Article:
When I came across the Nomiku at Engadget Expand last November, I was intrigued. I had heard of sous vide cooking, but had never seen it for myself. As someone who almost never cooks, it was interesting to watch the food cooking before my eyes, and I knew I had to try it out.
For the uninitiated, a sous vide machine works by placing a vacuum sealed bag containing food into boiling water for prolonged amounts of time to cook it evenly in its own juices within the bag. The sous vide machine precisely controls the temperature of the water and cycles it around the bag for the required cooking time. Some devices are their own water containment while others can be used with any water container (the Nomiku is of the latter type).
The Nomiku is a device that has a design aesthetic on par with anything released by Apple. In my tests, I clipped it to the side of an eight gallon pot that ably contained enough water. Rather than acquire a vacuum sealer, I used a method of removing air from the bag utilizing the water in the pot to push the air out. The machine is then turned on and the food is left in for the required amount of time to cook properly.
For my initial tests, I wanted to try cooking meat by itself to see how the results would be without any additional ingredients, additional cooking, or additional preparation. My first few meals created with the Nomiku were steak, chicken, and salmon. The steak came out tender and juicy, but needed to be finished in a broiler or on a grill for just a moment to get the color, crisp edges, and searing. The chicken was very juicy, but needed some additional ingredients to give it a little more flavor and a little less chewy. Of my later experiments, I found salsa to be my favorite way to add some flavor and moisture to the chicken without adding fat or anything else unhealthy. When I tried the salmon, I found it to be pink and flavorful and didn’t need much else in the way of cooking.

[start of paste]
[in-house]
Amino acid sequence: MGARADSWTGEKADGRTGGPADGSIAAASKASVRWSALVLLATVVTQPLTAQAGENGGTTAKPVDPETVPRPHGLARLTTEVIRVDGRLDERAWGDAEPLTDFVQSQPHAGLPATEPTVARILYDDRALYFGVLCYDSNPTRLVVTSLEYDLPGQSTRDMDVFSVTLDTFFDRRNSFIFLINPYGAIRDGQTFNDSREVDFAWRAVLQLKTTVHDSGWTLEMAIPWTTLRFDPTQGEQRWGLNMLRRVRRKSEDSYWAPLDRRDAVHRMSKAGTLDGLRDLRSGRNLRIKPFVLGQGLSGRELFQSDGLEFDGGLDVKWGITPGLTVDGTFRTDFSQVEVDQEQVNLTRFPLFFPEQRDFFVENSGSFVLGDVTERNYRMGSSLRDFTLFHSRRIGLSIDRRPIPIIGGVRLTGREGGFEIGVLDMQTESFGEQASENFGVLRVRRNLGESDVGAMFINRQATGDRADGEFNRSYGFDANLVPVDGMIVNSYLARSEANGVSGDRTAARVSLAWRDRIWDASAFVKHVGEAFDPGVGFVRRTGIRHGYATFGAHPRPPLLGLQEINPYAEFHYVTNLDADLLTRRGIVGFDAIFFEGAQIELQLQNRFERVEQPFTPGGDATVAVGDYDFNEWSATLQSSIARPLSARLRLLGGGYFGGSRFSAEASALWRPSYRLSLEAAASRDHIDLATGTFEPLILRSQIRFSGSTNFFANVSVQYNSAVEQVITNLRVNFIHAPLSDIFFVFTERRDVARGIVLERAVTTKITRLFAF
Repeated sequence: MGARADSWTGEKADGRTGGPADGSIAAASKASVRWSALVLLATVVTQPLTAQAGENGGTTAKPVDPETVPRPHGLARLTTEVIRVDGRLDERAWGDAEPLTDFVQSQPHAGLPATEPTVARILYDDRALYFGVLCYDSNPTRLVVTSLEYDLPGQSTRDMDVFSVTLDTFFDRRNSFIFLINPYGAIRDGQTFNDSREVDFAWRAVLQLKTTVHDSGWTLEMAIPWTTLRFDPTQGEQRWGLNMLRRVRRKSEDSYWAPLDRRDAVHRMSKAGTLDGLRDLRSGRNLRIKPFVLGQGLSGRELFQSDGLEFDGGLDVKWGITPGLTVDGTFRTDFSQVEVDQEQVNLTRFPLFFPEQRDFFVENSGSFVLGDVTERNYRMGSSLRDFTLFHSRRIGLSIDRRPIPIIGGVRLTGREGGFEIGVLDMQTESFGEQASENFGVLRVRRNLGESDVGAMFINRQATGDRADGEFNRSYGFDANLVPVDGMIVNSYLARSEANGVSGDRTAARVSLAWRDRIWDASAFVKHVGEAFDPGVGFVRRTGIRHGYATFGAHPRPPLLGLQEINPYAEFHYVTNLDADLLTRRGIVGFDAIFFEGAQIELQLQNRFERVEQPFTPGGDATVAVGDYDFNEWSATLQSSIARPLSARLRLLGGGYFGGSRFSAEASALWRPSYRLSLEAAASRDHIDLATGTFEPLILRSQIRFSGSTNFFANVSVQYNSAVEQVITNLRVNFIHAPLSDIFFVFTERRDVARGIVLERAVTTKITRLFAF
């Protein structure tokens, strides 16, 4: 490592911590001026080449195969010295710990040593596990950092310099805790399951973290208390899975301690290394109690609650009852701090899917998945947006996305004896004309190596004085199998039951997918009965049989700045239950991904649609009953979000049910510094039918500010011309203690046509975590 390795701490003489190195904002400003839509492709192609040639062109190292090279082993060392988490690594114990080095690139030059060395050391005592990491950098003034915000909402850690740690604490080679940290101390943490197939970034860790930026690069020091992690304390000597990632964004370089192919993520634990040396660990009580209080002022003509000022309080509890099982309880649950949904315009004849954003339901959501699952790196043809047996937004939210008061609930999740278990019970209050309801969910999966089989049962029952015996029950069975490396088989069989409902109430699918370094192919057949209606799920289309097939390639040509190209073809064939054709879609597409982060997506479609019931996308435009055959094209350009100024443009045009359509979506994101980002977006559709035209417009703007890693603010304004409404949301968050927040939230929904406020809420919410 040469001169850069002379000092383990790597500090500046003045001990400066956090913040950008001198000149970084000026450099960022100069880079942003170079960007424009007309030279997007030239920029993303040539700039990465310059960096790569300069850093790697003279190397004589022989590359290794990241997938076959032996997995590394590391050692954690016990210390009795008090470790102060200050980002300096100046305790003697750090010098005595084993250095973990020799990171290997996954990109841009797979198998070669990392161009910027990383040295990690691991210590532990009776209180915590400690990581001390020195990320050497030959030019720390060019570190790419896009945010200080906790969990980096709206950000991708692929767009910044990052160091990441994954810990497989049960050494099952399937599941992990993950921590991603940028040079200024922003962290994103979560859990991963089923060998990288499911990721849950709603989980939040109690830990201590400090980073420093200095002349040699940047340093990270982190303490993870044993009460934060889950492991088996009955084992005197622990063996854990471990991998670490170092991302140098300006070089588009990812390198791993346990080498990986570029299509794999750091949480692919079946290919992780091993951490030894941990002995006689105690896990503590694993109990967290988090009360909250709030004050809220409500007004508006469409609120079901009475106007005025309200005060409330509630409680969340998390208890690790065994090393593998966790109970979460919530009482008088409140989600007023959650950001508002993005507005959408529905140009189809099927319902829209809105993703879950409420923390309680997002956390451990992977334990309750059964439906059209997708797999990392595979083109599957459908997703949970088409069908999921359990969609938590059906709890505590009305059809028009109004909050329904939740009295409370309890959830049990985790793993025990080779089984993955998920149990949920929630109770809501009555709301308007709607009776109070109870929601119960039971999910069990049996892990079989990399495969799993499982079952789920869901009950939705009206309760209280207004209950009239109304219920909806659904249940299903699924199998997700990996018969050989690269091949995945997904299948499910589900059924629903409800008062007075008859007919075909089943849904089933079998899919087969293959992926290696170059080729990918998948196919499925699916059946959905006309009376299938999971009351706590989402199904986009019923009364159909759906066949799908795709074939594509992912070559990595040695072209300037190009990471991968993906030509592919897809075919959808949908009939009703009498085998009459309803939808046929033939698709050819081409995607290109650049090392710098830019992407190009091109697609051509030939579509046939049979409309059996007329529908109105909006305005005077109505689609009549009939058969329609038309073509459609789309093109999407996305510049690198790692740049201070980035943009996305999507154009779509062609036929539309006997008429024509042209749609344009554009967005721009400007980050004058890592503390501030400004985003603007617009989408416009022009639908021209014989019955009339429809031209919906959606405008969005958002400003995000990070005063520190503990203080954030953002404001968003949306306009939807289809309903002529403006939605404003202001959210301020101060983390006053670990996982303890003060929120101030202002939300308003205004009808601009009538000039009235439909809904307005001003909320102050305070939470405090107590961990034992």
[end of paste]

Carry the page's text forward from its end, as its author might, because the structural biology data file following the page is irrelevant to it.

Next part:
I also tried a more complex recipe that was being featured on Nomiku’s blog when I was starting to test – Nutella and marshmallow infused scotch. I felt I was doing a disservice to my review and my sobriety if I didn’t try it out. Even the drink came out excellent, adding a chocolatey taste to the scotch with a sweet marshmallow aftertaste. The marshmallows melted quickly into the concoction, but there was also a large lump of Nutella left that was infused with scotch to eat later.
Most of the features I would have liked to have seen in the Nomiku are planned for the Nomiku 2.0. The Nomiku 1.0 I tested required the user to turn it on and off manually, which means one must be home to control the device. The 2.0 is wifi enabled and can be turned on and off via an Android or iPhone app. The app will also have recipes, but until it is released, Nomiku has a website dedicated to recipes called Bag, Soak, Eat.
The Nomiku is a really unique way of cooking. Everything I tried cooking with it came out amazing and led me to do more cooking in general. There’s only one thing missing from sous vide cooking, which is the smells. By cooking in a vacuum sealed bag in water, the enticing aroma of the food is missing. A small price to pay for such succulent food.